Destiny has been out about 2 weeks now. Given the hype surrounding the game, Destiny showed plenty of promise when we had our time with the beta couple of weeks back. To give our readers a broader perspective on the game, I had to dive deeper into the mechanics, missions, and classes to explore its MMO aspects at the same time. After a good 2 weeks, I have a level 24 Titan. For those who aren’t familiar, Destiny was announced first at E3 2013 and developed by Bungie. In a nutshell, Destiny is a first person shooter infused with MMO elements and addictive looting. So how does the game fare? We lay it down for you in our Destiny review.
Destiny takes place in a near future, a post apocalyptical setting. Technology is thriving and humans are not alone. Mankind is on the verge of extinction and while aliens now occupy Earth, moon, Venus and Mars. You are one of the many guardians commissioned to protect what’s left of humanity. Your journey begins on new Earth and you’d be frequent flying to “the tower” the last standing safe haven for humanity. It is at the tower that you’re officially introduced to the game mechanics. As you dive into your role, you pick 1 of 3 classes, the Titan, Warlock and the hunter. The 3 classes deviate in play styles with Titans preferring a more melee, close combat approach. Warlock players prefer to wield their force like powers and hunters are extremely agile and quick in their approach. Each of these classes have the option to further specialize into specific classes at level 15. While the idea works for the most part, I must say more could have been done in the design of the roles. For instance, a Titan should be able to tank fights in a strike while a hunter is chipping away at the boss. Unfortunately, all 3 classes play too similarly to each other.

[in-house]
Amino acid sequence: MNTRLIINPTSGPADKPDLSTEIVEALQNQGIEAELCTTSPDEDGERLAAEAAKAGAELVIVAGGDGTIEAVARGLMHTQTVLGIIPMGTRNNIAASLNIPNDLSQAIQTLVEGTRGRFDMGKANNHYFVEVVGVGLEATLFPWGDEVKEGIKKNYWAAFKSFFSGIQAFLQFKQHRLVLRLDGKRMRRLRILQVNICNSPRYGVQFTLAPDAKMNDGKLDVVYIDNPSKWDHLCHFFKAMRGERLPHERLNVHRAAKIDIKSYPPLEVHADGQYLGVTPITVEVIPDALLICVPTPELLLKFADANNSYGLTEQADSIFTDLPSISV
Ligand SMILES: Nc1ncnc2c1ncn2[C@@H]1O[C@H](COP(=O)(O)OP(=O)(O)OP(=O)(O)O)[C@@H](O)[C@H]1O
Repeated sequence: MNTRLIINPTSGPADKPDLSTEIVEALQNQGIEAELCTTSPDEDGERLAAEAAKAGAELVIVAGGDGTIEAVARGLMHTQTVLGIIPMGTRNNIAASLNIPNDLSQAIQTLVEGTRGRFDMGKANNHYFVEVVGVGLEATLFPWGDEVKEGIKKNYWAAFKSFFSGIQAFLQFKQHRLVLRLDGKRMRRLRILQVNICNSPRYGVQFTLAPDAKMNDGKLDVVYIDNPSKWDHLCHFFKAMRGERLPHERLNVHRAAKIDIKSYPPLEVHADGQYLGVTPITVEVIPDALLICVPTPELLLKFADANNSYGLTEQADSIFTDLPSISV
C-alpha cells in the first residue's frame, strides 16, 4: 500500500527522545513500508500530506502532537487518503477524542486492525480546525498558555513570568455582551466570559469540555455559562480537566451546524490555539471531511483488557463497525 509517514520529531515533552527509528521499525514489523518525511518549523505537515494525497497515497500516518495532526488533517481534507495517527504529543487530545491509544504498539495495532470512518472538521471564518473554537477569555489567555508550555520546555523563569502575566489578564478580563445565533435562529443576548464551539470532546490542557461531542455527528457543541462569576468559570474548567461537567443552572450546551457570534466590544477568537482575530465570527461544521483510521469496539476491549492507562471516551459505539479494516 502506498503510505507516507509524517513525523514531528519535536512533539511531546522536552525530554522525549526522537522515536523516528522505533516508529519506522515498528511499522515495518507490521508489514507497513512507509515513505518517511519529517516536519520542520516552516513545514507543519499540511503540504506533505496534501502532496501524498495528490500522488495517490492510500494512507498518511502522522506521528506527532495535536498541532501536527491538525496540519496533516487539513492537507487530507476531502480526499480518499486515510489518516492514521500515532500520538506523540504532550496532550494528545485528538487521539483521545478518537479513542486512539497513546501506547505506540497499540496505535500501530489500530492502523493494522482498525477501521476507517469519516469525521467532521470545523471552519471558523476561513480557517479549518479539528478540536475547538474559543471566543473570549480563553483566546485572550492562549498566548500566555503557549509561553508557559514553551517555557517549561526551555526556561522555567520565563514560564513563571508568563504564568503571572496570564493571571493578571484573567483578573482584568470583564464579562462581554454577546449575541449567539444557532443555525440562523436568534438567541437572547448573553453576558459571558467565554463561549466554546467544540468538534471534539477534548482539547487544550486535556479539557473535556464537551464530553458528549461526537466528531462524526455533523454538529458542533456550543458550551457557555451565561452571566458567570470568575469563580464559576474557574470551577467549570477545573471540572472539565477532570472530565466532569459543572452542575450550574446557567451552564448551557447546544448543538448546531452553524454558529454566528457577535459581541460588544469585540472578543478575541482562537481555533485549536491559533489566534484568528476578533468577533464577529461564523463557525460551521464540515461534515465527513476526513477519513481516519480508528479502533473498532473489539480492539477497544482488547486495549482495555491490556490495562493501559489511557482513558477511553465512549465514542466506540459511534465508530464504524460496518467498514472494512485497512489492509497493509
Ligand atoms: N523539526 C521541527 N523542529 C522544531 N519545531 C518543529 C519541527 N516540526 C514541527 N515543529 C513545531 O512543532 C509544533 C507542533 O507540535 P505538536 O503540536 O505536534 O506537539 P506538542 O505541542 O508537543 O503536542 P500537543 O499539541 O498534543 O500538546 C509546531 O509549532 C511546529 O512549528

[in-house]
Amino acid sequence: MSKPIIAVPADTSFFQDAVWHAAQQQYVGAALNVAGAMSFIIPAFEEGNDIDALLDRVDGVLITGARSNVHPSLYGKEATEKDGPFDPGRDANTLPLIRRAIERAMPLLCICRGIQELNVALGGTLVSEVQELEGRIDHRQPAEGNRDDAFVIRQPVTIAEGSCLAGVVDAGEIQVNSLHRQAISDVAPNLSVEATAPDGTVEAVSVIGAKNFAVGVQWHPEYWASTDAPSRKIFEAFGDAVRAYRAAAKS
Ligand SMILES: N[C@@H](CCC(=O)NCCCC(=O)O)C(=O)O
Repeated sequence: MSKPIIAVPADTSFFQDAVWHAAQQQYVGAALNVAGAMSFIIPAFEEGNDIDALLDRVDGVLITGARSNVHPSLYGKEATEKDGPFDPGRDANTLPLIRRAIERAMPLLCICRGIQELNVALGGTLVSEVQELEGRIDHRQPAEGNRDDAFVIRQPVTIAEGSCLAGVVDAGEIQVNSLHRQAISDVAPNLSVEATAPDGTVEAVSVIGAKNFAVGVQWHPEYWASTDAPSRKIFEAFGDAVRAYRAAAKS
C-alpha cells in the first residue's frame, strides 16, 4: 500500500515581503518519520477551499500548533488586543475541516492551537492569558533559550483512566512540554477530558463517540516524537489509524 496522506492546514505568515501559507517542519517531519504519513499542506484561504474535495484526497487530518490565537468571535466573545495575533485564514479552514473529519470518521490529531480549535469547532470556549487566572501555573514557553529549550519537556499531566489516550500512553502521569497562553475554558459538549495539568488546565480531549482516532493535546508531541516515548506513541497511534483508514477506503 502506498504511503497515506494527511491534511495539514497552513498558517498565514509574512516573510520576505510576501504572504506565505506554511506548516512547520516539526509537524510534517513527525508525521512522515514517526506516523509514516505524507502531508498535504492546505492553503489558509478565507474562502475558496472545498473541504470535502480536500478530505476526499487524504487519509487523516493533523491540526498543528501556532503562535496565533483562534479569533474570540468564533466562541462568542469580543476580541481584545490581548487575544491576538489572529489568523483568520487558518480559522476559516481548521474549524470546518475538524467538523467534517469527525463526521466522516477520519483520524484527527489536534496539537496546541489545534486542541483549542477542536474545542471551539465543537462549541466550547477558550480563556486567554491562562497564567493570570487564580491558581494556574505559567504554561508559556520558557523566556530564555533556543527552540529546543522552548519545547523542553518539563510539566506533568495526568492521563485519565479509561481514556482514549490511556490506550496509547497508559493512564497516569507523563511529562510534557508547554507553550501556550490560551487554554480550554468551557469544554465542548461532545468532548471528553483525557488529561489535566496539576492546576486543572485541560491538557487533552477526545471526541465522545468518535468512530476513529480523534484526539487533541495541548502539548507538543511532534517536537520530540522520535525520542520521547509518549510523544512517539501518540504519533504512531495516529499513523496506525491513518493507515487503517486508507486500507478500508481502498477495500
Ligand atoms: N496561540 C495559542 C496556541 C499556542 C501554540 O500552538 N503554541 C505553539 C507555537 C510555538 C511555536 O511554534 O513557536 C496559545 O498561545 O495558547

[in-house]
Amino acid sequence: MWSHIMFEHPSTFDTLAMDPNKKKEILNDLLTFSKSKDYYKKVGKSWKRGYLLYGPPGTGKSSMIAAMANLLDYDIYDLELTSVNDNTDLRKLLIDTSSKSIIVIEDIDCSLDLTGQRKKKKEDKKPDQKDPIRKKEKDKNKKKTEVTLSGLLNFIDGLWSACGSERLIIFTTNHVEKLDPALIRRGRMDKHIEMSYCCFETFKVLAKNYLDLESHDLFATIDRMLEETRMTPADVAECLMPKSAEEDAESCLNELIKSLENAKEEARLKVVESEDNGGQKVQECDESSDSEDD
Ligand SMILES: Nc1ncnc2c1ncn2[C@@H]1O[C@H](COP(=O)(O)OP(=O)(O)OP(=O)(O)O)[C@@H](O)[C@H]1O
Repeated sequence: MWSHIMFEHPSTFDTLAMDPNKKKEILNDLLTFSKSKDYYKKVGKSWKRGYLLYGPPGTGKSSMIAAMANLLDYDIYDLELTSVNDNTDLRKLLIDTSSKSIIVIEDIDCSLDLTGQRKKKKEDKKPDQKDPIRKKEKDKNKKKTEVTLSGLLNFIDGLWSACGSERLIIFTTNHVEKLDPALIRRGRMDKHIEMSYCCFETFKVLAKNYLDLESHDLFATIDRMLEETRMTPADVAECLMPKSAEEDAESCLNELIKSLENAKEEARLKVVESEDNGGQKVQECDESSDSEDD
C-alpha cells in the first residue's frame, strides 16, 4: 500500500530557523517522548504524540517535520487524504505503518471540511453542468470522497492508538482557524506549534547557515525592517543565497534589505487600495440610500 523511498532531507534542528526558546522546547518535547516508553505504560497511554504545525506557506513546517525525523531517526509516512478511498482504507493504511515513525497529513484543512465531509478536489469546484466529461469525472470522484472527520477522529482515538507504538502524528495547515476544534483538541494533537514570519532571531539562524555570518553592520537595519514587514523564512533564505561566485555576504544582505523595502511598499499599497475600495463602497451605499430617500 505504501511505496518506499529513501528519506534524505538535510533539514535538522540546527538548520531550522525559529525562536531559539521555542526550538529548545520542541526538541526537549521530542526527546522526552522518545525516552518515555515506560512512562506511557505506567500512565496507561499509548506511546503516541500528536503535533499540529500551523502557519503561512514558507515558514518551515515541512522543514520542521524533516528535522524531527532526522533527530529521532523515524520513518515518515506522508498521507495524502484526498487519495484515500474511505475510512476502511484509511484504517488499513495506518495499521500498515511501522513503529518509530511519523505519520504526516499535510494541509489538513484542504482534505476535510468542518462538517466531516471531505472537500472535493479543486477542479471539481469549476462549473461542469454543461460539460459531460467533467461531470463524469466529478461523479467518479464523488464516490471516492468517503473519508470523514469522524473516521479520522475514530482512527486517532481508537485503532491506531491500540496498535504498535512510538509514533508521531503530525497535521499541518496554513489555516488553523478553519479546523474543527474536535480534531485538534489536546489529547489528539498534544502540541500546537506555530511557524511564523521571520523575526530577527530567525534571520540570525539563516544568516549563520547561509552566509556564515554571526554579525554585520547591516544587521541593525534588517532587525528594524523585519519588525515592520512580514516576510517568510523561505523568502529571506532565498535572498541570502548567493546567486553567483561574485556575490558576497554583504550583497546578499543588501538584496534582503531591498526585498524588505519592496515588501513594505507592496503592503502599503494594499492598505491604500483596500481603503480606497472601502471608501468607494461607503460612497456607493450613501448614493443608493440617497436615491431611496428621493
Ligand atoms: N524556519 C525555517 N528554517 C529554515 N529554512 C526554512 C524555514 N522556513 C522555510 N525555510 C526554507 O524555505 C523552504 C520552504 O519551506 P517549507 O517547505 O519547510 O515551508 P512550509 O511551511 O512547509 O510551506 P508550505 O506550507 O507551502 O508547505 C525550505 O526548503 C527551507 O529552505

The game in itself is menu driven and there’s a main story and an attached advised level to participate. Pick your destination and you’re off ready to begin your mission. Most missions involve moving from one point to the next before a climatic boss fight. The fights can get pretty challenging with endless hordes of enemies heading your way. The game shines particularly in moments like this. Synthesizing and mustering all your abilities, you customize your guardian to fit your type of play. Weapons and loots are a big part of the game. After playing this game for some time, the loot system is far from perfect. Mobs basically drop loots in accordance to your level. For rare/legendary/exotic loot drops are in the form of engrams. These engrams need to be brought back to the tower and “decrypted” if you may. Bungie has already indicated that the loot system will be addressed in an upcoming fix. Gear collection is strongly inspired by popular MMO RPG’s out there.